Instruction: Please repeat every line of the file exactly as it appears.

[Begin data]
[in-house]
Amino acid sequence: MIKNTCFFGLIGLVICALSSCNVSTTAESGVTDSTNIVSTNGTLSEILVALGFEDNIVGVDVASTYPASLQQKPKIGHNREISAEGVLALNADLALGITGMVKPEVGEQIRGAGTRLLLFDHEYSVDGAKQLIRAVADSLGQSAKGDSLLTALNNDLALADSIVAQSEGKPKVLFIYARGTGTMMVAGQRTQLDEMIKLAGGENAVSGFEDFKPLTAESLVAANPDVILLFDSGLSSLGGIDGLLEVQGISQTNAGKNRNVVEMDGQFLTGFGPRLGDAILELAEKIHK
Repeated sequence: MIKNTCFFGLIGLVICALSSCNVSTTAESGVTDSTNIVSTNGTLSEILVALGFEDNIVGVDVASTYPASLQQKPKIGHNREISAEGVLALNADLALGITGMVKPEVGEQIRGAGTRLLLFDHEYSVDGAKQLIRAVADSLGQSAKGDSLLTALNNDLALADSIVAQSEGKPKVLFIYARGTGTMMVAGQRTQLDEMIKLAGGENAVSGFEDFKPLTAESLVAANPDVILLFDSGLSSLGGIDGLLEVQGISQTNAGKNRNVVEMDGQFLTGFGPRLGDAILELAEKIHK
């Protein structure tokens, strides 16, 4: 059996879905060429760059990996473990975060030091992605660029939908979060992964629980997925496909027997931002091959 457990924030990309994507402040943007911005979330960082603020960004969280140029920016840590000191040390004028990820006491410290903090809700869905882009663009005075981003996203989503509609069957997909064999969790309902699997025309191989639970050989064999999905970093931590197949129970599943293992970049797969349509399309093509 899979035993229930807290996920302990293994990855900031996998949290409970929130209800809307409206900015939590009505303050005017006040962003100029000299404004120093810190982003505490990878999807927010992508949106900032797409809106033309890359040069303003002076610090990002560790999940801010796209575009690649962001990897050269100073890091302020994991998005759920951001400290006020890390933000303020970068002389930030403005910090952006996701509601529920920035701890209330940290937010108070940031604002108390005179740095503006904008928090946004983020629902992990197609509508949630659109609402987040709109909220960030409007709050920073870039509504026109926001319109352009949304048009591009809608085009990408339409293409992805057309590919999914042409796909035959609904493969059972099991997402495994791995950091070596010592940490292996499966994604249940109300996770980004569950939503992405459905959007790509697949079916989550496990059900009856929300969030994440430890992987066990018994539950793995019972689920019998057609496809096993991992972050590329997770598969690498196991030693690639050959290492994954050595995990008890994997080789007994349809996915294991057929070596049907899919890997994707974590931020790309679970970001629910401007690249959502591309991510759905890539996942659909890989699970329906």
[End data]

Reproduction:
[in-house]
Amino acid sequence: MIKNTCFFGLIGLVICALSSCNVSTTAESGVTDSTNIVSTNGTLSEILVALGFEDNIVGVDVASTYPASLQQKPKIGHNREISAEGVLALNADLALGITGMVKPEVGEQIRGAGTRLLLFDHEYSVDGAKQLIRAVADSLGQSAKGDSLLTALNNDLALADSIVAQSEGKPKVLFIYARGTGTMMVAGQRTQLDEMIKLAGGENAVSGFEDFKPLTAESLVAANPDVILLFDSGLSSLGGIDGLLEVQGISQTNAGKNRNVVEMDGQFLTGFGPRLGDAILELAEKIHK
Repeated sequence: MIKNTCFFGLIGLVICALSSCNVSTTAESGVTDSTNIVSTNGTLSEILVALGFEDNIVGVDVASTYPASLQQKPKIGHNREISAEGVLALNADLALGITGMVKPEVGEQIRGAGTRLLLFDHEYSVDGAKQLIRAVADSLGQSAKGDSLLTALNNDLALADSIVAQSEGKPKVLFIYARGTGTMMVAGQRTQLDEMIKLAGGENAVSGFEDFKPLTAESLVAANPDVILLFDSGLSSLGGIDGLLEVQGISQTNAGKNRNVVEMDGQFLTGFGPRLGDAILELAEKIHK
């Protein structure tokens, strides 16, 4: 059996879905060429760059990996473990975060030091992605660029939908979060992964629980997925496909027997931002091959 457990924030990309994507402040943007911005979330960082603020960004969280140029920016840590000191040390004028990820006491410290903090809700869905882009663009005075981003996203989503509609069957997909064999969790309902699997025309191989639970050989064999999905970093931590197949129970599943293992970049797969349509399309093509 899979035993229930807290996920302990293994990855900031996998949290409970929130209800809307409206900015939590009505303050005017006040962003100029000299404004120093810190982003505490990878999807927010992508949106900032797409809106033309890359040069303003002076610090990002560790999940801010796209575009690649962001990897050269100073890091302020994991998005759920951001400290006020890390933000303020970068002389930030403005910090952006996701509601529920920035701890209330940290937010108070940031604002108390005179740095503006904008928090946004983020629902992990197609509508949630659109609402987040709109909220960030409007709050920073870039509504026109926001319109352009949304048009591009809608085009990408339409293409992805057309590919999914042409796909035959609904493969059972099991997402495994791995950091070596010592940490292996499966994604249940109300996770980004569950939503992405459905959007790509697949079916989550496990059900009856929300969030994440430890992987066990018994539950793995019972689920019998057609496809096993991992972050590329997770598969690498196991030693690639050959290492994954050595995990008890994997080789007994349809996915294991057929070596049907899919890997994707974590931020790309679970970001629910401007690249959502591309991510759905890539996942659909890989699970329906």